At a public hearing next Wednesday, New York City Council’s Committee on Land Use will consider a bill that would majorly impact landmarking in the city. Introduced in April by Council Members Peter A. Koo and David Greenfield, Int 0775-2015 would limit the time for sites to be considered by the Landmarks Preservation Commission (LPC) to one year for individual landmarks and two years for historic districts (there are currently no limits); once decided upon, these sites could not be reintroduced for five years. The bill is intended to streamline the LPC, but many local historic and preservation organizations see it as degrading the power of the commission and the Landmarks Law, which this year is marking its 50th anniversary.
“We have profound fears that landmark designation and the designation of new historic districts would, if not cease, greatly diminish,” Simeon Bankoff, executive director of the Historic Districts Council, told Hyperallergic. “Essentially, the bill acts as a pocket veto for the designation of new historic districts.”
The LPC is currently working through a backlog of around 95 places calendared prior to 2010, along with sites added for consideration in the past five years. Any building can be added to the LPC calendar, and there’s currently no restriction for how long it can stay there, which can mean decades. Last December, the LPC considered scrapping the backlog, but the plan was withdrawn after public and preservationist outcry. The LPC now has a backlog initiative and is working through the calendared places in the coming months.
“This bill will be a huge barrier to people seeking protection for their neighborhoods — I can’t be clearer than that,” Bankoff said. “It takes years to work on these things, and this bill basically punishes the LPC for taking its time and encourages the commission to not look at larger neighborhoods.” He added that “under this legislation, the Empire State Building would not have been designated, or the Woolworth Building,” as “those particular buildings took a year and a half.” The Empire State Building had its first LPC hearing in 1979 but wasn’t designated until 1981; other significant sites, such as Rockefeller Center, the Seagrams Building, and the Alhambra Apartments, similarly took longer than the time frame the new bill would enforce.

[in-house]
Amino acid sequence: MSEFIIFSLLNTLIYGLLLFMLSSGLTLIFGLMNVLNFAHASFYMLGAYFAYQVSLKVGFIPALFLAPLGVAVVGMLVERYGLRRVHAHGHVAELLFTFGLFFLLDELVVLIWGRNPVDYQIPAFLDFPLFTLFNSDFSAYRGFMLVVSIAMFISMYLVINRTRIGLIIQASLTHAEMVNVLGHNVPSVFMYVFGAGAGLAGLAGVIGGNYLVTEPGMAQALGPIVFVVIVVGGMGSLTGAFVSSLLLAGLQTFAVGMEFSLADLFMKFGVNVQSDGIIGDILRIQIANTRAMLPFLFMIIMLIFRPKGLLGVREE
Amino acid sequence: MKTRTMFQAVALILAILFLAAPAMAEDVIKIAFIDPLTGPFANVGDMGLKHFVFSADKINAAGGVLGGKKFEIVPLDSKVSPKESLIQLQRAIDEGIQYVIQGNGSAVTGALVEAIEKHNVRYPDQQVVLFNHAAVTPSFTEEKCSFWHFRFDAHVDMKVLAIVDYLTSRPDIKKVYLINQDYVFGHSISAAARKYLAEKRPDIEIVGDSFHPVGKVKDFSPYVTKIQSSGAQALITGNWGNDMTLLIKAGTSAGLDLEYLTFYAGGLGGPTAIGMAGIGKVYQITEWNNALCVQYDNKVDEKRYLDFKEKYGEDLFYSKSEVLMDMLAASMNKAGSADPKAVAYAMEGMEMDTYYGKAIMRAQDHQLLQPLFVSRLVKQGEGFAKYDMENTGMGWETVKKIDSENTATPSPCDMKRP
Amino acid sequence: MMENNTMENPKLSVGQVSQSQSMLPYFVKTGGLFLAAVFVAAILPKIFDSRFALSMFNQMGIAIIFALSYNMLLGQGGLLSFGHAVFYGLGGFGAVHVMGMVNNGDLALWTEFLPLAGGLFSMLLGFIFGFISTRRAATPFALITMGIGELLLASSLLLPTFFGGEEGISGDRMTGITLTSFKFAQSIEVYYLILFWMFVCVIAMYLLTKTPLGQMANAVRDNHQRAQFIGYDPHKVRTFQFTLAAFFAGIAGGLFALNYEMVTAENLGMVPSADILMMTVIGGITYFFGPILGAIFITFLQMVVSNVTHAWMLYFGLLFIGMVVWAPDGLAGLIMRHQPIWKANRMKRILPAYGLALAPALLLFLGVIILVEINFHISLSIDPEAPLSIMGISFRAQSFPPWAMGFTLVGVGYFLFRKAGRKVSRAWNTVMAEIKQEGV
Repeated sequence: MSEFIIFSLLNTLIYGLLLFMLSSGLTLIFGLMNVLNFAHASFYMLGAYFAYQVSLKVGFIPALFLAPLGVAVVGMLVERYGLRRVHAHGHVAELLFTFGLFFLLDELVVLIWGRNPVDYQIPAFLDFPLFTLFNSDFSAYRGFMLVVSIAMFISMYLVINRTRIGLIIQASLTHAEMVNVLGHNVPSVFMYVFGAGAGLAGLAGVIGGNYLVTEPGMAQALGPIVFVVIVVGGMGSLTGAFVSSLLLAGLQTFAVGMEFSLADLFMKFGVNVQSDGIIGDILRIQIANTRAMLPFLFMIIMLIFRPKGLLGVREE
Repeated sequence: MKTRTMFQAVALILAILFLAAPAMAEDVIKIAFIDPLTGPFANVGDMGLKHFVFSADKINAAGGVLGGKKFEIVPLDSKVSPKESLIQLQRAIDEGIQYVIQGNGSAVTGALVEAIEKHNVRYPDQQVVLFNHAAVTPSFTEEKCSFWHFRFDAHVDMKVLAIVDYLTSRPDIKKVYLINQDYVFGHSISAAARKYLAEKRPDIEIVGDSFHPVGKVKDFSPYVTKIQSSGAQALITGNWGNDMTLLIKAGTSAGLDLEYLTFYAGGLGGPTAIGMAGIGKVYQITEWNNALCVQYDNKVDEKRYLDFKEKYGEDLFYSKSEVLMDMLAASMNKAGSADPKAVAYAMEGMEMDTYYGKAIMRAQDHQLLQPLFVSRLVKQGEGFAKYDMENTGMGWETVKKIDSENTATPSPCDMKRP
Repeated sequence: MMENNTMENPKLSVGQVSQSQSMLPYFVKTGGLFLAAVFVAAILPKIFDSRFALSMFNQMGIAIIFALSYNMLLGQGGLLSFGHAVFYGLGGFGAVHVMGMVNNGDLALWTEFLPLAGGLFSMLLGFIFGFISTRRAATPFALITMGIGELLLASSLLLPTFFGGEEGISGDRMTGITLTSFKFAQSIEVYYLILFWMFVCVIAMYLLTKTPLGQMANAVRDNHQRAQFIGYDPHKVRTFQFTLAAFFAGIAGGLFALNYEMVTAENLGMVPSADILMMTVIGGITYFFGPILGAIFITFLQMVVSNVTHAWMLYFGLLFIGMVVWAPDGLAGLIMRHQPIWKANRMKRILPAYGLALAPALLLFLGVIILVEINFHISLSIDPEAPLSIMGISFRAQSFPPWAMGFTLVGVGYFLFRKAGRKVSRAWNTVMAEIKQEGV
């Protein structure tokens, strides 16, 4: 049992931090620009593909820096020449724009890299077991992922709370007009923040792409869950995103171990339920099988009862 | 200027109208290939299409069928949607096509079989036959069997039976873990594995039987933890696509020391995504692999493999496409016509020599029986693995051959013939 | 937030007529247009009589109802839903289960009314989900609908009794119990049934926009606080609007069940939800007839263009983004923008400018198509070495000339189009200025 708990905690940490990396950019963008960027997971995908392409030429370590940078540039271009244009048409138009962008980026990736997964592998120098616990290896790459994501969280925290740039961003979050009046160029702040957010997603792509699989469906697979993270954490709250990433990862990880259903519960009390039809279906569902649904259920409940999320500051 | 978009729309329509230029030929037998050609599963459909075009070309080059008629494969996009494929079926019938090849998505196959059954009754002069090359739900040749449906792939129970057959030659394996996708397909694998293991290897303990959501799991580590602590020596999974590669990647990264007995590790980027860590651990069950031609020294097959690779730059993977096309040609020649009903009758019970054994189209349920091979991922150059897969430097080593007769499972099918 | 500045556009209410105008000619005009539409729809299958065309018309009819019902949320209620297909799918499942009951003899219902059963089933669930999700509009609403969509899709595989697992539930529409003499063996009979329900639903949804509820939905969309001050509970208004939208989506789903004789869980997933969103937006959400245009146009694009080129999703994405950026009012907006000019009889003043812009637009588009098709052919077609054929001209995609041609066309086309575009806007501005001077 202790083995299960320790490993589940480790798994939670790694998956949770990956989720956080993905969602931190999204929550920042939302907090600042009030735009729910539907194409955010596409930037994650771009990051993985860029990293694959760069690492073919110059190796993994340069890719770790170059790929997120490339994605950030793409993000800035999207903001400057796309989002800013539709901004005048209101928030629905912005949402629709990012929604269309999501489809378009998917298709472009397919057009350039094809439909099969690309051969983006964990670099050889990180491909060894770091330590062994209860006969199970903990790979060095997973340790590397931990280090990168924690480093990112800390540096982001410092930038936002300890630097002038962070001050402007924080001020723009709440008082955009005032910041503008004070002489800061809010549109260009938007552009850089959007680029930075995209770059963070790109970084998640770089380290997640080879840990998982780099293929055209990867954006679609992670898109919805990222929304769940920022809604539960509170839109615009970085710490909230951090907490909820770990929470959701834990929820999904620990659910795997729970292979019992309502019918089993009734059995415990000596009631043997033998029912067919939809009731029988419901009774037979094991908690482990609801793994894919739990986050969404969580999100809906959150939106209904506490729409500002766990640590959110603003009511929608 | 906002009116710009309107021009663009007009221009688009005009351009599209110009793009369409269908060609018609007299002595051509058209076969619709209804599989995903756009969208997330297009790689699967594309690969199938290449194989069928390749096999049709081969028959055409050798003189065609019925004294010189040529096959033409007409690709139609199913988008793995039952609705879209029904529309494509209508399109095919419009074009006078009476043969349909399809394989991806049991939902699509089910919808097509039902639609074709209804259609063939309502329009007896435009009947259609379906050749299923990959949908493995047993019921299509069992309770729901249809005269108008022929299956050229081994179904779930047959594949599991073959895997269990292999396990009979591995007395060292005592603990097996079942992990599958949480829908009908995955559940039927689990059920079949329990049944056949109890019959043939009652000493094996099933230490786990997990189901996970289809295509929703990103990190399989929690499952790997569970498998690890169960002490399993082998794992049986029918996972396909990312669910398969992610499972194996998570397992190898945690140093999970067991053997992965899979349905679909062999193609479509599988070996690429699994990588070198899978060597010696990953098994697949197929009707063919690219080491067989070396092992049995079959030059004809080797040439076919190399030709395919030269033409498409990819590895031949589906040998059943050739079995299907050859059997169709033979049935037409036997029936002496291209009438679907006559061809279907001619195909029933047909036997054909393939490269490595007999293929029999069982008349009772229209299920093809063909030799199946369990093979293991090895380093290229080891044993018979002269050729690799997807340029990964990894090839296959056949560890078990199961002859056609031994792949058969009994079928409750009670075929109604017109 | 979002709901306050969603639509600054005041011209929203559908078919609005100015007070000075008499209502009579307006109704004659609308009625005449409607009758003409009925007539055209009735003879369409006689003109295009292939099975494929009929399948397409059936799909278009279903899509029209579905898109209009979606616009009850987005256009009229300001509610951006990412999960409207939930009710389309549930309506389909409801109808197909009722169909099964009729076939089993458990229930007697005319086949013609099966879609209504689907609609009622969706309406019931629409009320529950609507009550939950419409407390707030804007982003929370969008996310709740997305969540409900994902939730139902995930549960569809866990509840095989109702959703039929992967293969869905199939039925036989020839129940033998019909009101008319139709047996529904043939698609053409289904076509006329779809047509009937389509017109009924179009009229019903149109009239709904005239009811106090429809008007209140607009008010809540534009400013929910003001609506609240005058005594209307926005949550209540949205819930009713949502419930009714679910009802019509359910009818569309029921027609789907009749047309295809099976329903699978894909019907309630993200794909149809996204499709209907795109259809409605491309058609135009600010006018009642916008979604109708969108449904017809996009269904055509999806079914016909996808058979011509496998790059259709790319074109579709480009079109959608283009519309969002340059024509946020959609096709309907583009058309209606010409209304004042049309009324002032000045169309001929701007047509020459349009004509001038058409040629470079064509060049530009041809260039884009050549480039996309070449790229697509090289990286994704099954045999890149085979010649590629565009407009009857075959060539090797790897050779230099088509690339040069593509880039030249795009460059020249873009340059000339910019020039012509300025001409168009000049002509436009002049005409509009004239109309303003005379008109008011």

An August 26 letter to city council members authored by the Historic Districts Council, Landmark West, Greenwich Village Society for Historic Preservation, and Friends of the Upper East Side Historic Districts — and signed by 52 additional organizations — states that the bill “would do nothing to expand the resources of the Commission, New York City’s smallest agency charged with regulating more than 33,000 structures.” The bill would “also encourage an owner who is strongly opposed to designation to seek delays in the process in the hopes of ‘running out the clock’ and avoiding landmark designation,” the letter argues.
The organizations note that since the passing of the Landmarks Law 50 years ago, 38% of the historic districts “would not have made it through the proposed timeline.”
In a statement shared with Hyperallergic, Council Member Koo said: “[The] Landmarks Law needs a predictable timetable that provides reasonable expectations for both the community and property owners. Introducing this legislation is the first part of a larger conversation about landmarks reform, and I look forward to continuing this discussion in the future.”
Having a building on the LPC calendar doesn’t protect it entirely, but it does require another level of city approvals for owners who want to alter or tear down properties.
“If something has been calendared, it means that the LPC is going to consider it, and at that time there is an agreement with the Department of Buildings that they will pass any permit application over to the LPC for their review,” Tara Kelly, executive director of the Friends of the Upper East Side Historic Districts, told Hyperallergic. “The commission can choose not to act and allow whatever the application is to move forward, but there’s a nominal threshold of review that is really important compared to being entirely unprotected.”
Kelly added that for each historic district, it’s “a thoughtful and nuanced process — there’s community outreach, engagement with property owners, extensive research, and there are just any number of reasons why that effort would take more than the very rigid timelines.” She emphasized that there’s “no purpose in” the proposed five-year moratorium, as “there is not a single building that they’ve denied that has come back to be heard and designated. It’s a fictitious problem, and the solution is incredibly detrimental.”